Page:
Psychiatrists, like all doctors, keep records on their patients as part of the treatment. Psychiatric reporting is important for successful help and treatment of a patient. Below are some of the main purposes of psychiatric reporting.
1. For continuous assessment
Psychiatric reporting helps the counsellor record and check the progress of their patients. From the reports, the psychiatrist can be able to know whether the patient is responding to the treatment that they are getting. If they are not, the psychiatrist will know whether to change the style of approach or whether to transfer the patient to a different specialist. The psychiatric reporting will also let the doctor know whether the patient is responding positively and recovering, therefore reducing medication or stopping counselling sessions.
2. Drug prescriptions
Psychiatric reporting helps in recording the drugs prescribed to a patient throughout their treatment. With the records, the doctor will know when to increase or decrease dosage and when to change medication altogether. The reports will also have a trail of any observed side effects on the medication and treatments given for the same.
3. Monitoring of trends and habits
Some of the psychiatric problems occur because of mindsets and prevailing attitudes. Through psychiatric reporting, a doctor is able to pick out habits, trends, and repetitive occurrences. From there, they will be able to come up with relatively definite treatments. If, for example, a psychiatrist did not practise psychiatric reporting, they would have a hard time finding the root problems of their patients, because it would be hard to remember every individual issue.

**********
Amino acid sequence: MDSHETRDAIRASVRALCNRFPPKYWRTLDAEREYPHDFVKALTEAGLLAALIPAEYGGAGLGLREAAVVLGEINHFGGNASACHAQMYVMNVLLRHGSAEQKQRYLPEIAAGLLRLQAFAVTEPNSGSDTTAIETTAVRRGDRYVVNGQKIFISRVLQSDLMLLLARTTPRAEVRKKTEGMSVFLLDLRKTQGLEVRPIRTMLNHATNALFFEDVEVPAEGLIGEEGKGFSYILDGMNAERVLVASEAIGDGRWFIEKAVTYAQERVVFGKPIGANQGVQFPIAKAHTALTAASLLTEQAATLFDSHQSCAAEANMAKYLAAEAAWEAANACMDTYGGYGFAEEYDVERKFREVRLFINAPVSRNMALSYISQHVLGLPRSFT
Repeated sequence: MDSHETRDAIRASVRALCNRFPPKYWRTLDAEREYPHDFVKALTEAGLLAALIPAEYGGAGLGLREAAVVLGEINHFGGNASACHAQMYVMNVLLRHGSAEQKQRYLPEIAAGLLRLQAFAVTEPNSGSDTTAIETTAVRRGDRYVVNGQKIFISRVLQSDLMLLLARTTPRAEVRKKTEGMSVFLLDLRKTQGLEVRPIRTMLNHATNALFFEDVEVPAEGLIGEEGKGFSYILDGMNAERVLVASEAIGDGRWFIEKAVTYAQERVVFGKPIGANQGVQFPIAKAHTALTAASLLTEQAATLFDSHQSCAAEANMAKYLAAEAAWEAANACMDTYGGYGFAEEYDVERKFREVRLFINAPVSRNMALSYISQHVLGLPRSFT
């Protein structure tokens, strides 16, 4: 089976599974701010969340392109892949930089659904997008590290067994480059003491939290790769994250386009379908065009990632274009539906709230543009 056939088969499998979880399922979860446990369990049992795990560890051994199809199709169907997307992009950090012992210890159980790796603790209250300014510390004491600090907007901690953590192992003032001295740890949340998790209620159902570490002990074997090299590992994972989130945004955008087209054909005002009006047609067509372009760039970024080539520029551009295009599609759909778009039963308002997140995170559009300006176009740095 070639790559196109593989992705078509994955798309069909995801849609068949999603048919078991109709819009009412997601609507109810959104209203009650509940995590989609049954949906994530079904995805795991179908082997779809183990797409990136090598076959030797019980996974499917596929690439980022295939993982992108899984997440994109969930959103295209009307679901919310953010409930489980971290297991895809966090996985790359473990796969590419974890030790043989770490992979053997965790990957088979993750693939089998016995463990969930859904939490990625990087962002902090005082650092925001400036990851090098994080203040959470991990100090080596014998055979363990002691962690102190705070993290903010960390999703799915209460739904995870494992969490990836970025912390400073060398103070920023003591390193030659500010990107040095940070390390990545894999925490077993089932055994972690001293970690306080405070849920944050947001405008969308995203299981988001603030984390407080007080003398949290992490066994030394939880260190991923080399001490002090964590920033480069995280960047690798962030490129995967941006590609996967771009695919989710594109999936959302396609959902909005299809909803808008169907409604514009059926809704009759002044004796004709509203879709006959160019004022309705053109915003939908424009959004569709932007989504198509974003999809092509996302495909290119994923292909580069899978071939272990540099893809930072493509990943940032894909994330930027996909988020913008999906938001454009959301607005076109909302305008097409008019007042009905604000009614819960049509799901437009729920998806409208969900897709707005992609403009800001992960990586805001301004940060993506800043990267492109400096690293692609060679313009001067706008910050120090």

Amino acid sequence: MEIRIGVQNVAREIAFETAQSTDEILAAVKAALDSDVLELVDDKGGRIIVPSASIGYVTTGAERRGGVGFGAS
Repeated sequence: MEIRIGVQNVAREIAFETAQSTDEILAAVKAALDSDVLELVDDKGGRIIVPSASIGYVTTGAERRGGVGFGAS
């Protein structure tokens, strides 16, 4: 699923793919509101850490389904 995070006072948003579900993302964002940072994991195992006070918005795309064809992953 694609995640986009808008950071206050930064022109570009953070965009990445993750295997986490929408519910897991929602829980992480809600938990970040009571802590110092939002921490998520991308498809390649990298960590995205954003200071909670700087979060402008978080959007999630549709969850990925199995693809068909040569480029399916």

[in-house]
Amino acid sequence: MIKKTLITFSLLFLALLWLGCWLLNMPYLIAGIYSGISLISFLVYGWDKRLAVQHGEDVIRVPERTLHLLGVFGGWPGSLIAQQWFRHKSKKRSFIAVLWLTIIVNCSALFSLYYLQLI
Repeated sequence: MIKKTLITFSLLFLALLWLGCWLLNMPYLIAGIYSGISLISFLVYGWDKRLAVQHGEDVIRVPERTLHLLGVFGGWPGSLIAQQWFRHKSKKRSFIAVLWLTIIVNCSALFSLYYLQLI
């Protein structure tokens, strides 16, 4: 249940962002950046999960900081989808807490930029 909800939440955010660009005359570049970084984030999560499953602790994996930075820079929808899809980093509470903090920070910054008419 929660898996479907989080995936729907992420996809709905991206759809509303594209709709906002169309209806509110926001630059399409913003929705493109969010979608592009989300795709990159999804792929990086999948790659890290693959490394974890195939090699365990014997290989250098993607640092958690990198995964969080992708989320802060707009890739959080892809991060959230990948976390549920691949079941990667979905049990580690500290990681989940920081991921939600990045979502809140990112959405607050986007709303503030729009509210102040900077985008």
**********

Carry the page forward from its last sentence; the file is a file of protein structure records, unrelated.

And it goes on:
4. Future referencing
Psychiatric reporting help in future referencing for the doctor. When a psychiatrist wants to remind their patient of the progress they have made, they will just go back to their assessment reports. If the psychiatrist was to carry out a study or write a book about certain psychiatric ailments, their psychiatric reporting will be a great source of research information. As long as they maintain patient confidentiality, they can always refer back to their records.
5. Record Keeping
Psychiatric reporting is also a method of record keeping. Records come in handy in many ways. For example, records help a psychiatric consultant know how many patients he sees in a day or in a month. Therefore, when bookkeeping, the records will help him in keeping track of his or her finances.
6. Legal Purposes
Psychiatric reporting can also be useful as evidence in a court of law. Some people are required to undergo a psychiatric assessment before they can be sentenced as criminals because they are believed to have a mental illness. A psychiatrist's report will rule this possibility wrong or viable.